The frequency of volatile political conversations in the workplace increased in the past year, according to multiple sources:
- 52% of organizations noted greater political volatility in their workplaces than in previous election years, a number that doubled from May 2016, the Society for Human Resource Management reported in October 2016.
26% of workers witnessed or overheard coworkers arguing about politics, according to the American Psychological Association's Politics in the Workplace survey, released in September 2016.
Following the election, Gallup also found in a March survey that well over half of all workers (58%) reported more discussion of political issues over the "past four months." The research showed that one in 10 workers reported that increased discussion of politics in the workplace had a negative impact on their ability to do their work. This is not a huge number, but large enough to be a concern to managers attempting to optimize their company's work experience.
We looked at the relationship between political change and the workplace in a different way, by analyzing patterns in Gallup's ongoing tracking of employee engagement before and after the election.
The results show that the percentage of workers whom Gallup classifies as engaged dropped from 34% to 30% among self-identified Democrats immediately following the November 2016 election. The percentage of "not engaged" Democrats increased from 50% to 55% during the same period. "Actively disengaged" Democrat employees remained flat at 15%. While these are small changes on an absolute basis, they are statistically significant and meaningful.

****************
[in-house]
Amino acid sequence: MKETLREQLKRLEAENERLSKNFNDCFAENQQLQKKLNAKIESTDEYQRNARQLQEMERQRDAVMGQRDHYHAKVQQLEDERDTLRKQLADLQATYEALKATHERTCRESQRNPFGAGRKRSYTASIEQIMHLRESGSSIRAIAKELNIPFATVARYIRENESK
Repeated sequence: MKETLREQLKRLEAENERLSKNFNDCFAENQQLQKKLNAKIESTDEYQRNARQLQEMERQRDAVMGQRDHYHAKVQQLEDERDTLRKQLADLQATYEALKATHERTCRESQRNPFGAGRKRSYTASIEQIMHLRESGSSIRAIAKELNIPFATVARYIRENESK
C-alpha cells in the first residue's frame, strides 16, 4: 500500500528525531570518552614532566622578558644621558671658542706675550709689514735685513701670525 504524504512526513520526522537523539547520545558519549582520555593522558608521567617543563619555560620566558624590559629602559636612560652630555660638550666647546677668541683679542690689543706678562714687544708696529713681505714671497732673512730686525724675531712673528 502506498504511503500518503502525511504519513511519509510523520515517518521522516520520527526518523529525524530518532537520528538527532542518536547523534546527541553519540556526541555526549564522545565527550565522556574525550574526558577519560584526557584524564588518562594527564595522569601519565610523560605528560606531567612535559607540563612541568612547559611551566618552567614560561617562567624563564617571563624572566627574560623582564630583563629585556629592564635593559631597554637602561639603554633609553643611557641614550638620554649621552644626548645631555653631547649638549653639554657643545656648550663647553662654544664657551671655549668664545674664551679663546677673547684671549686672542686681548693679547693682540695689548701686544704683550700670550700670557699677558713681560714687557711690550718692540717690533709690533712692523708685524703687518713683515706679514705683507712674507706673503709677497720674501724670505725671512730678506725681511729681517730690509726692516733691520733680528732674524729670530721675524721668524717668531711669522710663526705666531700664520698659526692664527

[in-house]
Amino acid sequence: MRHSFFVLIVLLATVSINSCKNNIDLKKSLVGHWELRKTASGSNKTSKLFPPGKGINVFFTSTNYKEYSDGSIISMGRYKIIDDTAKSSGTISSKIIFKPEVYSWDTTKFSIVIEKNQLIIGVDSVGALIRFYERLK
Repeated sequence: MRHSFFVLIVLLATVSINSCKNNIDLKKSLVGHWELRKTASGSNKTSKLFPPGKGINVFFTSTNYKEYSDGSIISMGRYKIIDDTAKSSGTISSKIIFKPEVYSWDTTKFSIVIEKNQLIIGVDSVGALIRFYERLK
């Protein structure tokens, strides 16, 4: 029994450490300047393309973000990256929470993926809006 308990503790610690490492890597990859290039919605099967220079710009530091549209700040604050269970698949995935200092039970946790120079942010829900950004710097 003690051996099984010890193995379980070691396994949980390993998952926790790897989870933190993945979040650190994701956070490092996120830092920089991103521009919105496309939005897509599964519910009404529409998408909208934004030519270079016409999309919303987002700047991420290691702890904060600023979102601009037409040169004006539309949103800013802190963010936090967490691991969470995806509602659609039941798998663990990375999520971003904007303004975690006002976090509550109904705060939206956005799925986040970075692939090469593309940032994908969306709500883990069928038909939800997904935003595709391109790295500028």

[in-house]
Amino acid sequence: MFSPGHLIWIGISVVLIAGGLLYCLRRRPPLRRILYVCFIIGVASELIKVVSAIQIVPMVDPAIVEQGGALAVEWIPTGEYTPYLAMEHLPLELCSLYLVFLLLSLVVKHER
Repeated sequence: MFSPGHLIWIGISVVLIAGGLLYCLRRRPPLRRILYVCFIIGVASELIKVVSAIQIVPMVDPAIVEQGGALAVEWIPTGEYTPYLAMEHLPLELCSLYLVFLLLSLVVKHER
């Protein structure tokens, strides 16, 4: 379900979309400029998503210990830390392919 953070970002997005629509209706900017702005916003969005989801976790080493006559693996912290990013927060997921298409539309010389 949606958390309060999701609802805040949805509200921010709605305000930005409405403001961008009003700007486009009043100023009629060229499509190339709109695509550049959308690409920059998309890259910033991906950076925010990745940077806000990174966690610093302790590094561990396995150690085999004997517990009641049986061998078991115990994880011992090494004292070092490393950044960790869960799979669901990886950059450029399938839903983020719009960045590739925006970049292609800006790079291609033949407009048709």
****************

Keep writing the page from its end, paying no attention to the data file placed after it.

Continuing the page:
In contrast, Republican engagement remained constant during the same time period. Engagement among independents rose slightly, from 30% to 32%.
The impact of the election on workplace engagement, while significant, was short-lived, however. Following President Donald Trump's inauguration on Jan. 20, Democrats' workplace engagement returned to 35%, slightly above pre-election levels.
We don't have precise measures of changes in actual productivity of the Democrats whose engagement dropped after the election, but past analysis suggests that it could have been meaningful. Gallup research shows that engaged employees -- those who are highly involved in and enthusiastic about their work -- are not merely "happy" employees; they regularly outperform their counterparts in productivity, sales and profitability.
But, even if the drop in engagement for Democrats may have created a short-term influence on productivity, the good news for employers is that it doesn't appear to have lasted. People have essentially gotten back to work.
Importance of Engagement
Some working Democrats saw their engagement levels drop for a period of time after the election. This fact highlights the need for business leaders and managers to increase their efforts to make sure employees feel connected to the teams they work on -- particularly during periods of increased social tension.
Effective coaching of employees does not necessarily require dealing with politics directly -- nor sharing the same political views as your direct reports. Employees tell Gallup that they want managers who frequently check in with them, collaborate with them on performance goals and care about them as people.
And the potential upside is great: Gallup employee engagement tracking shows that, on average, only a third of U.S. workers are engaged at work. But those engaged employees regularly outperform their counterparts on objective business measures including productivity, retention and profit. Two-thirds of workers are either not engaged or actively disengaged (i.e. are working against their employer).